|Who: Pittsburgh (4-0) vs. Michigan (3-0)|
|Where: Madison Square Garden (New York, NY)|
|When: 9:30 p.m., Wednesday, November 21st, 2012|
|TV: ESPN2 / WatchESPN|
|Radio: MGoBlue, 950 AM, 102.9 FM, Sirius/XM: 91|
|More: NIT Season Tip Off Bracket, Beilein presser, Players talk Pitt, Opposition Q&A|
Over the next week, Michigan has an opportunity to answer whether it deserves its top five ranking as it plays Pittsburgh, possibly Kansas State and North Carolina State in the span of six days. All three schools are high-major programs that will test the Wolverines but John Beilein’s team should also be favored in every contest. Madison Square Garden will serve as a realistic proving ground for a highly regarded but untested Michigan squad.
Michigan’s first test is Pittsburgh, a traditional Big East power that earned a top-six NCAA tournament seed in seven of the last nine seasons. Beyond last year’s disappointing season, when the Panthers still won 22 games, Pitt has been one of the most consistent programs in the nation. The Panthers appear to have recovered from last year’s setback with a strong 4-0 start, after narrowly avoiding an upset against Oakland, and should compete in the upper half of the Big East once again.
The primary strengths of Pittsburgh’s offense match the strengths of Michigan’s defense verbatim: two point shooting and rebounding. Pittsburgh ranks 7th nationally in two point shooting (60.9%) and 8th in offensive rebounding (46.2%). Michigan’s defense ranks 7th in two point defense (34.7%) and 3rd in defensive rebounding (14.6%). Something has to give as the strengths of both teams face off and the winner of both statistical battles is likely to have a massive upper hand on that end of the floor.
Michigan’s defensive rebounding can also affect the Wolverines on the offensive end of the floor. Early on this season, Michigan has generated significant amounts of easy offense by corralling defensive boards and pushing the tempo for quick shots. That recipe for success has worked but the Wolverine offense is likely to be tested in the half court more than we’ve seen this season. Michigan’s early shooting numbers have been impressive (59% on twos, 49% on threes against Division I foes) but the Panther defense will be much more physical than anything Michigan has faced. Pittsburgh’s defense has been much weaker against the three (37%) than the two (42%) in early games which could yield open shots for some of Michigan’s perimeter shooters.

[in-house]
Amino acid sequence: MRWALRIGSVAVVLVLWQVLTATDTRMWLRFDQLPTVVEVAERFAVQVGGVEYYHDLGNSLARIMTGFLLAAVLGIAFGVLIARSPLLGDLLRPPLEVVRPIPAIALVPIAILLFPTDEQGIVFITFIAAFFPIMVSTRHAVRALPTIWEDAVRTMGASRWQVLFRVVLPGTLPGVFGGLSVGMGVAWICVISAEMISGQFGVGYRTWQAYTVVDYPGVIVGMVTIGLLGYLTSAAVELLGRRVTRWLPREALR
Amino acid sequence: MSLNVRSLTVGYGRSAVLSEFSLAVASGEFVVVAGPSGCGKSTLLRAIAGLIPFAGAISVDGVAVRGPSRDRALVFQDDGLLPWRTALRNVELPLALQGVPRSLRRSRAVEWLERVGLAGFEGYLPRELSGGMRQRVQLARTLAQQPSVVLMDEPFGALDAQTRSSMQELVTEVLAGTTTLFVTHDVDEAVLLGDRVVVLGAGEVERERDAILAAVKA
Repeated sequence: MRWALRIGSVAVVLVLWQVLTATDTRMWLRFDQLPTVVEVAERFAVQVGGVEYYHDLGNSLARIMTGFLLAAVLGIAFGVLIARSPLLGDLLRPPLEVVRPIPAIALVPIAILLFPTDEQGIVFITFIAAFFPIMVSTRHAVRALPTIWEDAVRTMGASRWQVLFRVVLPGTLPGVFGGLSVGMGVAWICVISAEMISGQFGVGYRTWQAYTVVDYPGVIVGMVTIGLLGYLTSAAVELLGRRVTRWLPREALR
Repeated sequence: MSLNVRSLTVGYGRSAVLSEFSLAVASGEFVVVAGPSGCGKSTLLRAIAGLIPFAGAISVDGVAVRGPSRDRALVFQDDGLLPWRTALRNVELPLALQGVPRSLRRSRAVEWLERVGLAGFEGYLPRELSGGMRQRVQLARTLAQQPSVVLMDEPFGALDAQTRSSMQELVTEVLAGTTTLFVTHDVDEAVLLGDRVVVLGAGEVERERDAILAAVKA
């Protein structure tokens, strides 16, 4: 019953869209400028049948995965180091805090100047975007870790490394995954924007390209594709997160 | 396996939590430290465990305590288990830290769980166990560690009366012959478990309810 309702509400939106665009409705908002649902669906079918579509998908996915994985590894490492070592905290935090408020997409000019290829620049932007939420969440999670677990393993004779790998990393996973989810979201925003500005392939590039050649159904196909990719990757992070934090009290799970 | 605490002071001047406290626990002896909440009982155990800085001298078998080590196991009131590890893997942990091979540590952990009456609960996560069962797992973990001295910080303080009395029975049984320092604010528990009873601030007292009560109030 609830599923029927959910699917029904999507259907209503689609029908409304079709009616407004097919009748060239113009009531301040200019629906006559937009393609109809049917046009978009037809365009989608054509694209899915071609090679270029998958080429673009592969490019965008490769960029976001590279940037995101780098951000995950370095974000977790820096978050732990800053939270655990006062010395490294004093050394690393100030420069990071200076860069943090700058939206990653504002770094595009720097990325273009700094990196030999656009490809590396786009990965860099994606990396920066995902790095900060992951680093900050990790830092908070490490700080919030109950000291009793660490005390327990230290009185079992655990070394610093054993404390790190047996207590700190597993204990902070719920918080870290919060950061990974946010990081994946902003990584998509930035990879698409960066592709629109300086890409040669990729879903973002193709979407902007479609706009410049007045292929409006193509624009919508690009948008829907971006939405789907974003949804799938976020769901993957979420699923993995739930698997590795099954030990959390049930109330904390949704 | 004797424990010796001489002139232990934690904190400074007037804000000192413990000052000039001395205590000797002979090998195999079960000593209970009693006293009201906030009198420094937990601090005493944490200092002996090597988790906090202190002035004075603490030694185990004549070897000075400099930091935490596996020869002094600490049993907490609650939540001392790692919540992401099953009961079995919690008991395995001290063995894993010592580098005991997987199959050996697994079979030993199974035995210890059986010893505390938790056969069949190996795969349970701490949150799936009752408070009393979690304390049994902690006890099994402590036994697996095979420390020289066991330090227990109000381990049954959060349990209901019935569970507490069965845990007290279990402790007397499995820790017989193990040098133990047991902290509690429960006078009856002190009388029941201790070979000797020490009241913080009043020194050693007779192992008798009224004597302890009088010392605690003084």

Senior guard Tray Woodall (above) will get the start for the Panthers in the backcourt. He’s an effective scorer but thrives as a setup man, posting the 11th best assist rate in Division I last season. He’ll be joined by freshman James Robinson, who isn’t much of a scorer but is known for his defense and could be the man to guard Trey Burke.
Lamar Patterson is the resident defensive stopper for Jamie Dixon. At 6-foot-6, 221 pounds, it would seem that Patterson is likely to draw the defensive match-up with Tim Hardaway Jr. He’s a limited usage offensive player (using just 12.9% of Pitt’s possessions) that hasn’t found his perimeter stroke this season (1-10) but hit 41% of his triples last season. J.J. Moore averages 13 points per game off of the bench while former Michigan recruiting target (and former Central Michigan Chippewa) Trey Zeigler will also play a significant role.
In the front court, Pitt will lean on the combination of sophomore Talib Zanna and top-ten ranked freshman Steven Adams. Zanna is 6-foot-9, 230 pounds and will be a load for Glenn Robinson III to handle at the four position if Michigan goes small. Most of Zanna’s offense comes around the basket but he’s a great offensive rebounder, shot blocker, finisher and defender around the rim. Adams is a legitimate 7-footer and has already blocked 9 shots in four games (Michigan has blocked just five shots, as a team, in three games). Former McDonalds’ All-American Dante Taylor comes off the bench in the front court and provides another power rebounding and finishing option around the bucket.
Pitt’s rotation is fairly deep, with eight players averaging at least 18 minutes per game and the talent, size and athleticism is clear. This game should be one of the first times where Michigan is unable to overwhelm with its smaller line up and might need to play with two posts. Jordan Morgan, Mitch McGary and Jon Horford have all put together strong stretches of play in early season play but will need to be at their best to deal with Pitt’s aggressive and athletic front line at Madison Square Garden.
John Beilein has had over a week to prepare for this game while Pittsburgh opted to play a weekend game in between the preliminary NIT games and the final rounds. The decision almost cost the Panthers as the Oakland Golden Grizzlies led by as many as 18 points at Pitt before losing in overtime.
Pomeroy projects a 61-60 Michigan win in a 57 possession slugfest, giving the Wolverines 56% odds of advancing. Vegas is a little more confident in the Wolverines, setting the line at 2.5 points. Depending on how good Pitt truly is – and it appears they are pretty good – this could be Michigan’s toughest non-conference game of the season given the neutral venue. Speaking of that neutral venue, Pittsburgh should draw well to Madison Square Garden as the Panthers play there often and have plenty of alumni in the region. If Michigan wins, it becomes a lot easier to buy into the hype. If Michigan loses, the game will serve as a stern reminder of just how far this team has to develop to contend for the Big Ten championship and beyond.